On-air radio fundraising drive for children’s hospital supports critical patient-care and research programs
Posted April 7, 2010
The 10th Annual Radiothon – an on-air drive to raise money for research, treatment and equipment for sick and injured children at UC Davis Children's Hospital – aired from Wednesday, March 17, through Friday, March 19, 2010, on Fresh Country 101.9 FM The Wolf in collaboration with the Children’s Miracle Network (CMN).
During the three-day, three-night “Wolf Hunt for a Cure,” the station took breaks from its usual country-music format to present stories of inspiration, health and healing of patients at the children’s hospital. This year included a special visit from Danny Gokey, a former “American Idol” contestant, who performed and autographed photos for patients and families.
"We are very grateful to Fresh Country 101.9 The Wolf ... Their efforts will help provide much-needed resources for our patients and their families."
— Anthony Philipps
So far, Radiothon 2010 has raised $70,000 with donations continuing to arrive.
"We are very grateful to Fresh Country 101.9 The Wolf for its support of Children’s Miracle Network and UC Davis Children’s Hospital,” said Anthony Philipps, chair of the Department of Pediatrics and medical director of UC Davis Children’s Hospital. “Their efforts will help provide much-needed resources for our patients and their families.”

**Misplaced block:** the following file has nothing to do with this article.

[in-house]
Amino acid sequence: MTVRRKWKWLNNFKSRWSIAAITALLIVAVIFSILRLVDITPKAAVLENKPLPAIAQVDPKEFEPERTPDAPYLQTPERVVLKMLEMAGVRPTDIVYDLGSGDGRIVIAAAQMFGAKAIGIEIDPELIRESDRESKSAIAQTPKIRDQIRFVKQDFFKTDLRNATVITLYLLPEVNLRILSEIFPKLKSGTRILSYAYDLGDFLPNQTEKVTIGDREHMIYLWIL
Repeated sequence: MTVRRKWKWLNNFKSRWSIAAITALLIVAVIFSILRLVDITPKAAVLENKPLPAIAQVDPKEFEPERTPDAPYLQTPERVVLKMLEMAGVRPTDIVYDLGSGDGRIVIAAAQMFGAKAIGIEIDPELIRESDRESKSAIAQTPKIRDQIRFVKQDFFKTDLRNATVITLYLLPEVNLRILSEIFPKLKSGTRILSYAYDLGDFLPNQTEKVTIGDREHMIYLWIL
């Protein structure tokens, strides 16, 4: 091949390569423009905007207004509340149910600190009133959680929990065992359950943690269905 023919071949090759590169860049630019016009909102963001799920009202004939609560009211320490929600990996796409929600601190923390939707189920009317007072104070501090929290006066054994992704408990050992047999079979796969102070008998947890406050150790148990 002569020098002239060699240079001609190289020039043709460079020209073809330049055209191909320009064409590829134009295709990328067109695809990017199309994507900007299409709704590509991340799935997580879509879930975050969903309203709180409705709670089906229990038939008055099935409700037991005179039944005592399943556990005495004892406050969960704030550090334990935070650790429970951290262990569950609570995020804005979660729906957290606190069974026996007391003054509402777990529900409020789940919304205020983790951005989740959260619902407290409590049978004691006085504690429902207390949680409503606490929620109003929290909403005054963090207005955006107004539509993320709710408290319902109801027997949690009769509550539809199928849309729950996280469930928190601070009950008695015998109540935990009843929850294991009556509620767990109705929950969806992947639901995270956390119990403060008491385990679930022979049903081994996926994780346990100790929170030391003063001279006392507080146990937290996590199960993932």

CMN is a nonprofit organization that raises funds for more than 170 children’s hospitals and is best known for its yellow-and-red donation balloons sold at many retail outlets. All funds donated within the Sacramento area benefit UC Davis Children’s Hospital, which is the region’s only CMN affiliate.
To learn about Radiothon on Fresh Country 101.9 The Wolf, visit the station's Web site.
In 2009, CMN raised more than $1 million for a variety of children’s hospital programs, including research on new treatments for childhood leukemia and dietary supplementation for infants with intestinal disorders. CMN funding has also made possible the purchase of pediatric extra corporeal life support equipment, which allows the heart and lungs to rest and heal when damaged by illness, traumatic injury or after surgery. CMN also supports “high-touch” services like music and play therapy and the Child Life Program that helps children cope with the stress of being hospitalized.
A current focus of CMN fundraising is the construction of a new, state-of-the-art pediatric intensive care unit, said Robert Pretzlaff, chief of the Division of Critical Care Medicine in the UC Davis Department of Pediatrics.
"Building a new pediatric intensive care unit is important to our ability to care for critically ill and injured children,” Pretzlaff said. “The growth of our programs and, in particular, of our congenital heart disease surgical program has increased the demand for bed space in the existing pediatric intensive care unit. We must expand our facilities to meet the growing needs of children throughout Northern California.”